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Here's a question about fdcpa violations


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That's the context. There is a JDB looking for my cousin who I have not even seen for 20 years. They won't quit calling me after telling them several times to stop. I asked for their address to send them a cease and desist, they wouldn't give it to me. In one conversation the guy actually said they were trying to find him so they could serve a summons on him. Just thought if they continued, that would shut them up pretty quick. They have been calling me for about 4 months.

I told my cousin if they find him, he has a nice counter suit. :)

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@shellieh98

 

You have standing under 1692b. The issue is whether the debt collector has reason to believe you're concealing information. If that is the case, they can get away with continuing to contact you. The 1692c cease communication protection does not apply to you, since you are not a consumer within the meaning of 1692a(3)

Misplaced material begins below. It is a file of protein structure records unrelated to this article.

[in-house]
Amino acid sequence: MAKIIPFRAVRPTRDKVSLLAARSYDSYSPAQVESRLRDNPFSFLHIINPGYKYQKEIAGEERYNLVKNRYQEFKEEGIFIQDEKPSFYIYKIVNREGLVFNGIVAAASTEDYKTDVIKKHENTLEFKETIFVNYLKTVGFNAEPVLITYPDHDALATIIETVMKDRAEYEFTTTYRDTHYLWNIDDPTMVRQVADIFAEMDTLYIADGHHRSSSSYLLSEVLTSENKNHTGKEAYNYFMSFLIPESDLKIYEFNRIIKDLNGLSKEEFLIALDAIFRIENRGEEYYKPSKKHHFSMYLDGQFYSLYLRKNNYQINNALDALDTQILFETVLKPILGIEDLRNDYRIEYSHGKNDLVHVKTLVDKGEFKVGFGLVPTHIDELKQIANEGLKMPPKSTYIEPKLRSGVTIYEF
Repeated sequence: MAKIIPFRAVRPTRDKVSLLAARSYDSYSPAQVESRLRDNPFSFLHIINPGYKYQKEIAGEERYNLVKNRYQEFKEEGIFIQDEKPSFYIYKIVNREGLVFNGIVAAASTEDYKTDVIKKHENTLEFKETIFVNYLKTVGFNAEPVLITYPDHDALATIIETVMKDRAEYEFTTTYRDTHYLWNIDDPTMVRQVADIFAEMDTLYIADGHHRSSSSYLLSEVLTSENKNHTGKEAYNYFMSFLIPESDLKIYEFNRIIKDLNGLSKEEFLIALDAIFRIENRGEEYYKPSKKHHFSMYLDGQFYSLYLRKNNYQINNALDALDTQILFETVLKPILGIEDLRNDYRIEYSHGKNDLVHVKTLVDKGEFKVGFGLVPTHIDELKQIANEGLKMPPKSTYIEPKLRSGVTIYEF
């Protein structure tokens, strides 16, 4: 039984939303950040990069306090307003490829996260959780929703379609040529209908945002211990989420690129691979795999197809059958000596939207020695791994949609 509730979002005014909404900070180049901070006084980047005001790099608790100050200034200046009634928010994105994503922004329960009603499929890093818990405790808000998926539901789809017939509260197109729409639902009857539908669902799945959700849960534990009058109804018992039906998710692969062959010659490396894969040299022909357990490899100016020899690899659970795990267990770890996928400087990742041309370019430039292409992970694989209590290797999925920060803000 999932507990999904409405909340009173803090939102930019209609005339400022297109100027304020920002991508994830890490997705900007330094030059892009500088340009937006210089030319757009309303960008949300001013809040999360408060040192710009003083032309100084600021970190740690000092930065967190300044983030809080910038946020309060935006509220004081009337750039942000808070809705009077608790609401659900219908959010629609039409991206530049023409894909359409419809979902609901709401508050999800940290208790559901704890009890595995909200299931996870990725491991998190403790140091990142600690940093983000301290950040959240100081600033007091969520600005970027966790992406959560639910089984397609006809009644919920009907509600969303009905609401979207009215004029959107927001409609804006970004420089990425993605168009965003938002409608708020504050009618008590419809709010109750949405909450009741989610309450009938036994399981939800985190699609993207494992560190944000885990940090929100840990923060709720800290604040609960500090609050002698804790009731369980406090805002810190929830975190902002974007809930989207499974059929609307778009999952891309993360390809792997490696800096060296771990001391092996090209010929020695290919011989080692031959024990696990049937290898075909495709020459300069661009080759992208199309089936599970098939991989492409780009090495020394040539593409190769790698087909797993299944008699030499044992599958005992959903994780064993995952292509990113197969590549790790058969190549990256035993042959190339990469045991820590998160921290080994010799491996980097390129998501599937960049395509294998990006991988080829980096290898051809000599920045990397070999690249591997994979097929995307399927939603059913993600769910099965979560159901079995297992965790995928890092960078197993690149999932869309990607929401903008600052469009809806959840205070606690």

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Hmmm. Well I'm not concealing anything, I told them he does not live here, has never lived in colorado, and last I knew was still in az.

Not my job to contact cousin on Facebook and get an address for them, cause I really don't have it. Other than having the same last name, they have no reason.

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That's the context. There is a JDB looking for my cousin who I have not even seen for 20 years. They won't quit calling me after telling them several times to stop. I asked for their address to send them a cease and desist, they wouldn't give it to me. In one conversation the guy actually said they were trying to find him so they could serve a summons on him. Just thought if they continued, that would shut them up pretty quick. They have been calling me for about 4 months.

I told my cousin if they find him, he has a nice counter suit. :-)

 

That's a different story.  I thought you just overheard a message or phone conversation.   :-)

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Well, they would have the burden of showing you were concealing something.  If you tell them not to call, and they continue to call, that is a violation of 1692d(5), which applies to any person, not just a debtor.  In this case, a non-debtor was being called about an acct belonging to someone else.  Although he did not have a claim under 1692c(B), the court said he had a claim under 1692d, which prohibits certain "conduct" and which applies to "any person."

 

 

http://scholar.google.com/scholar_case?case=11096184541029817422&q=doyle+v+midland&hl=en&as_sdt=2003&as_ylo=2012